IDF Curves 101

Learn what an IDF curve is, including an interactive walk-through of how to read them, and learn how Environment and Climate Change Canada produces IDF curves.

Time to completion
5 min

Key Messages

  • Historical Intensity-Duration-Frequency (IDF) curves are graphical tools that describe the likelihood of a range of extreme rainfall events.  Environment and Climate Change Canada (ECCC) produces IDF curves using statistical techniques and records of past rainfall.
  • IDF curves are used by a wide range of professionals – including engineers, water resource managers, and urban and regional planners – to manage impacts and risks related to extreme rainfall.
  • Practitioners should understand how to use, read and interpret IDF curves before using them for decision-making.  They should also be aware of key challenges and limitations in measuring extreme rainfall and creating IDF curves, in order to avoid misuse.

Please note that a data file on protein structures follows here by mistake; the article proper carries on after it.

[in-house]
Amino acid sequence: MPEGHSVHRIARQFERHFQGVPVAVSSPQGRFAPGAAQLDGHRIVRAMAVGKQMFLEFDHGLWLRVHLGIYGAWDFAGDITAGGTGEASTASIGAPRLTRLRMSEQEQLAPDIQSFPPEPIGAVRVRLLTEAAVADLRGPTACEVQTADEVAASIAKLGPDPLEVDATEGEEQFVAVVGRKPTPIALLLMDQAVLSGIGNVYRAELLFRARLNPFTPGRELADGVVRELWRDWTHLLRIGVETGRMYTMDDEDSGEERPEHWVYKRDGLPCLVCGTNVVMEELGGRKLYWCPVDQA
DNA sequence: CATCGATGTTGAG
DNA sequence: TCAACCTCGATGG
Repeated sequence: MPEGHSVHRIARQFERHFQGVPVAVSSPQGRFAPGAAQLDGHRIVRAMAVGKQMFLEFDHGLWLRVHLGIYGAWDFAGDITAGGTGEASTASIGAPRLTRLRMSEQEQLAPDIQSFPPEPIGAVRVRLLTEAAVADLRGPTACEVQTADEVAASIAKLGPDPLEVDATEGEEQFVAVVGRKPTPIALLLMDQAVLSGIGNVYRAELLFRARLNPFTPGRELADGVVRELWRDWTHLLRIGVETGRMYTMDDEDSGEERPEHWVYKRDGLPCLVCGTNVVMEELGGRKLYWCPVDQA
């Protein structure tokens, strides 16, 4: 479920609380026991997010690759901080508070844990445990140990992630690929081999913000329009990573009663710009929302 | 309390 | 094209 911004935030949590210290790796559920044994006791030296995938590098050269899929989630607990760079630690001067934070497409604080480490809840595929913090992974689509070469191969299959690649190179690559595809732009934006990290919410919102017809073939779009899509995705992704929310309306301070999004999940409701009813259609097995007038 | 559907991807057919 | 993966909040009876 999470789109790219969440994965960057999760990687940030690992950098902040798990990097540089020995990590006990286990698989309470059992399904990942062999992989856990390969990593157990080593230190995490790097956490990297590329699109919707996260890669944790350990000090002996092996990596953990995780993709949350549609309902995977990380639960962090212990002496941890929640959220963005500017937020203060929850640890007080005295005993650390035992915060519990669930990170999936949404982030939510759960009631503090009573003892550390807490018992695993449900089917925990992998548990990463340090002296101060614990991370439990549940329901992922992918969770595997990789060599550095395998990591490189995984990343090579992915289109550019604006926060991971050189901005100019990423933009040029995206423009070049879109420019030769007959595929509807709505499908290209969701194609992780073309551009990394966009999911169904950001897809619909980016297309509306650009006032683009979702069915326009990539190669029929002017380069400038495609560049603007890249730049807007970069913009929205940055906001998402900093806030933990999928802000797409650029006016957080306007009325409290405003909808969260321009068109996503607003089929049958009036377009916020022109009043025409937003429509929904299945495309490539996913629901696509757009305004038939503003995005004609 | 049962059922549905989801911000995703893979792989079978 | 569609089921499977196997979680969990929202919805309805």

• Historical IDF curves alone cannot be used to assess future extreme rainfall conditions, which are expected to shift significantly over time due to climate change. Methods exist to scale historical IDF data to account for climate change. Climate change-scaled IDF data is provided on, as a station data variable.
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